Fishing The Spawn (Do Stages Really Matter)
9:30 AM | Author: Tech Tactical

Spring is here and we’re all thinking about the spawn. What an exciting time of year! No other season brings more excitement, more enthusiasm and bigger hopes and dreams than spring time and the spawn. The big females start moving up, feeding heavily and getting in shape for the spawn and we’ve all got our eyes on them.

Depending on your location, the spawn can occur anywhere from late January through mid June. Breaking the spawn down into stages will make your springtime fishing more successful. The mistake many of us make is thinking that we should be able to go into any cove or shallow water flat, get on any bank or point and catch fish simply because it’s spring.

That may sometimes be true but you need to look for the “right” points, coves, flats and banks to increase your odds of catching that spawn hawg. We’ll break the spawn down into three phases and look closely at each one.

Pre-spawn coincides with lengthening daylight and the first short warming trends. Once the water temp reaches the high 40- to low 50-degree mark, the big females start making short ventures into the shallows to feed and cruise. This almost always happens on the north end of the lake first – it’s usually shallower and the water has more color to it, causing it to warm quicker. The northwestern parts and feeder creeks of the lake will warm up first because they’re exposed to the sun longer during the day and they’re also protected from the north wind that is predominate that time of year. The northern part of your lake is a good place to start early in the season.

With the water temps still fairly low, the fish’ metabolism is still slow – this means our presentation should also be slow. A logical bait of choice is a crawfish imitator and it’s effective throughout the different pre-spawn stages. A jig with a craw trailer extremely effective, but don’t overlook a Texas-rigged tube or craw worm either. Lipless crankbaits in varying shades of reds and yellows are really popular here in Texas, and my favorites are the Lucky Craft LVR-D7 and LVR-D10’s in Tomato Craw and Winter Craw.These are the baits I’ll start throwing all the way through the pre-spawn stage right on into the post spawn. Everyone has a confidence bait, so use yours, but don’t overlook the ones I’ve mentioned here.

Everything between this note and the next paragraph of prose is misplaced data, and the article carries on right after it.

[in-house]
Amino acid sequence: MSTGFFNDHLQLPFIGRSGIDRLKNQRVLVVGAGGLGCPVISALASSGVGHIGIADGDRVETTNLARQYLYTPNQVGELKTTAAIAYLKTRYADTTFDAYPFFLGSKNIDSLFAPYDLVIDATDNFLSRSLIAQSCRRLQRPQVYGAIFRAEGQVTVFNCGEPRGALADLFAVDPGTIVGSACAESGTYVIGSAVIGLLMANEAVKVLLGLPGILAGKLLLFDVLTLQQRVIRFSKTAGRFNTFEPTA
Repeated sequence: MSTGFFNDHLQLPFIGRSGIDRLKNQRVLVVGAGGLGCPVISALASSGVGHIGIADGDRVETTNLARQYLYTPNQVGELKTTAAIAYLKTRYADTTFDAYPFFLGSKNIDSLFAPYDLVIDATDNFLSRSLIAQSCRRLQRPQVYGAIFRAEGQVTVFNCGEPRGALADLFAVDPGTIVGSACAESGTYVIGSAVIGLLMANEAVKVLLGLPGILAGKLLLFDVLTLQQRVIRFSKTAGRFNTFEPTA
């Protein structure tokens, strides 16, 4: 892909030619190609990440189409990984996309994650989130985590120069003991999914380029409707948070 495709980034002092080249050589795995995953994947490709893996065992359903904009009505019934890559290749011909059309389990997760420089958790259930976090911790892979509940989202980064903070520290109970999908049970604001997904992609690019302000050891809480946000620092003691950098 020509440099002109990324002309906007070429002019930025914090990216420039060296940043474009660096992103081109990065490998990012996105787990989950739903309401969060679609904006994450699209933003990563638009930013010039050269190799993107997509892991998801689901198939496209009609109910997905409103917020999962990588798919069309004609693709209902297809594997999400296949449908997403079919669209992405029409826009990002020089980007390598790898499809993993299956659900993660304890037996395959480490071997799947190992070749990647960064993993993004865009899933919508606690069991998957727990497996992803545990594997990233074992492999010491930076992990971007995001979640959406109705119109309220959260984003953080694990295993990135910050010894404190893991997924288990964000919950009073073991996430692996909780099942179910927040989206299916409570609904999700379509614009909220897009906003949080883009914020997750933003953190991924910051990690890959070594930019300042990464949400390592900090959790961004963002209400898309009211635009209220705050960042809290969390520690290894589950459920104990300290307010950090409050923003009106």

I fish anywhere from two to eighteen feet early in the spawn. Isolated clumps of grass (hydrilla or milfoil), stumps and standing timber along creek channel bends with shallow flats nearby are good places to target.

When the water temp starts staying in the low to mid fifties, we’ve reached the second “phase” of pre-spawn. The fish become more active and begin aggressively feeding. This is a good time to tie on your favorite lipless crankbait , spinner baits, shallow diving crankbaits and the ever popular Senko and Kut Tail worms. Keep in mind, “big” girls like big meals but they don’t want to expend a lot of energy feeding. Would you get up and walk across the street for half a peanut-butter sandwich? You might for a 16-oz ribeye!

The third and final phase of the pre-spawn is when the water temp moves into the high fifties to low sixties. The fish have moved up, they’re actively feeding and they’re looking for a place to spawn. Now is a great time to throw Senkos and Kut Tails in shallow cover, flip and pitch jigs in cover, throw lipless cranks and spinner baits on flats, in the backs of coves and on points leading into these areas. Don’t forget about those northwest banks and coves – fish like to spawn in the warmest areas that are protected from the north wind.

The actual spawn can be tricky so let’s break it down into phases to make things a little easier. Watching for fish you can see will pretty much tell you what you need to know and how much time to spend trying to catch a fish off her bed. The male will move up first to get things ready, then find a female and bring her to the bed. Males will be the easiest caught during this time but they’re usually smaller than the females and probably aren’t what you’re looking for. Not that they’re not fun to catch – it’s their job to protect the nest and they take their jobs seriously, so they can be quite aggressive.

When you locate a pair on the bed you should immediately notice one of three moods. Early in the bedding process, fish will spook easy and act timid. If they’re spooked off the bed they might cruise nearby and not come back to the bed very readily. These fish are hard to catch and I usually won’t spend much time on them.